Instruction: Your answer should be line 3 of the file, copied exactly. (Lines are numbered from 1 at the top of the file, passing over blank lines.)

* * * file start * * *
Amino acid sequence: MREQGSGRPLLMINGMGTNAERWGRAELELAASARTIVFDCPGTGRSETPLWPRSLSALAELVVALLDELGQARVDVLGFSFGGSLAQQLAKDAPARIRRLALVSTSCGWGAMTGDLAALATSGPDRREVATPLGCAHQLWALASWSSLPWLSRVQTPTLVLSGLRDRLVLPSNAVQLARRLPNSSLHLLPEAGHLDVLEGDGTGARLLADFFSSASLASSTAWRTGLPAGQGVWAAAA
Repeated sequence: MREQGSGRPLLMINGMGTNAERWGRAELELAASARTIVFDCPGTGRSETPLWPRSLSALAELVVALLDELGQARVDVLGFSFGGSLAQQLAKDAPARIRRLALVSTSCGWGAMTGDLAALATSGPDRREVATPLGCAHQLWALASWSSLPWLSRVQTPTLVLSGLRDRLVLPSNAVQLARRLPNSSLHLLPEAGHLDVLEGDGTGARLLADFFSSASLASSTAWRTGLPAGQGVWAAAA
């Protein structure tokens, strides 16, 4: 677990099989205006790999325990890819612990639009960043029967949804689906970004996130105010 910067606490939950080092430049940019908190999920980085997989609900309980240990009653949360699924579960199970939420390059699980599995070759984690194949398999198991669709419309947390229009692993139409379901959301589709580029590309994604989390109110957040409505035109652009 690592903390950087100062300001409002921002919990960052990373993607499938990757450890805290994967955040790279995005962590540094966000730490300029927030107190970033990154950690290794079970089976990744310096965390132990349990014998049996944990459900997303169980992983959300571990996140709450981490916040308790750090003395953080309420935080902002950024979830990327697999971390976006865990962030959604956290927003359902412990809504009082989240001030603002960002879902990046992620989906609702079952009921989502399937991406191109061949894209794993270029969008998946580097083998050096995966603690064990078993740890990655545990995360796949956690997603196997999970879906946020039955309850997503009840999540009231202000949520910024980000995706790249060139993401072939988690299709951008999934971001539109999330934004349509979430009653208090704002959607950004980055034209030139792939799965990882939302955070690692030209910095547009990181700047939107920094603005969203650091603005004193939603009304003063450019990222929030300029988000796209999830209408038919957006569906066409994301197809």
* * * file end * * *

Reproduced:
């Protein structure tokens, strides 16, 4: 677990099989205006790999325990890819612990639009960043029967949804689906970004996130105010 910067606490939950080092430049940019908190999920980085997989609900309980240990009653949360699924579960199970939420390059699980599995070759984690194949398999198991669709419309947390229009692993139409379901959301589709580029590309994604989390109110957040409505035109652009 690592903390950087100062300001409002921002919990960052990373993607499938990757450890805290994967955040790279995005962590540094966000730490300029927030107190970033990154950690290794079970089976990744310096965390132990349990014998049996944990459900997303169980992983959300571990996140709450981490916040308790750090003395953080309420935080902002950024979830990327697999971390976006865990962030959604956290927003359902412990809504009082989240001030603002960002879902990046992620989906609702079952009921989502399937991406191109061949894209794993270029969008998946580097083998050096995966603690064990078993740890990655545990995360796949956690997603196997999970879906946020039955309850997503009840999540009231202000949520910024980000995706790249060139993401072939988690299709951008999934971001539109999330934004349509979430009653208090704002959607950004980055034209030139792939799965990882939302955070690692030209910095547009990181700047939107920094603005969203650091603005004193939603009304003063450019990222929030300029988000796209999830209408038919957006569906066409994301197809």